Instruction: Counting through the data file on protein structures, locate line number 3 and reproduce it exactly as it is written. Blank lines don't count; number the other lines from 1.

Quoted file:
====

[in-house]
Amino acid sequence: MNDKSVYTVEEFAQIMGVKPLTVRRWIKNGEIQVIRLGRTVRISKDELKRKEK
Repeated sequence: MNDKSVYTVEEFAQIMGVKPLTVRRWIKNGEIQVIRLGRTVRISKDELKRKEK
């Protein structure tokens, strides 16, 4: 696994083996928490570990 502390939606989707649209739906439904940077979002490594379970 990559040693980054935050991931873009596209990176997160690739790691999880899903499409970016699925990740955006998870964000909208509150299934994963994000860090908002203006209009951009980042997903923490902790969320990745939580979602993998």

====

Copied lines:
Repeated sequence: MNDKSVYTVEEFAQIMGVKPLTVRRWIKNGEIQVIRLGRTVRISKDELKRKEK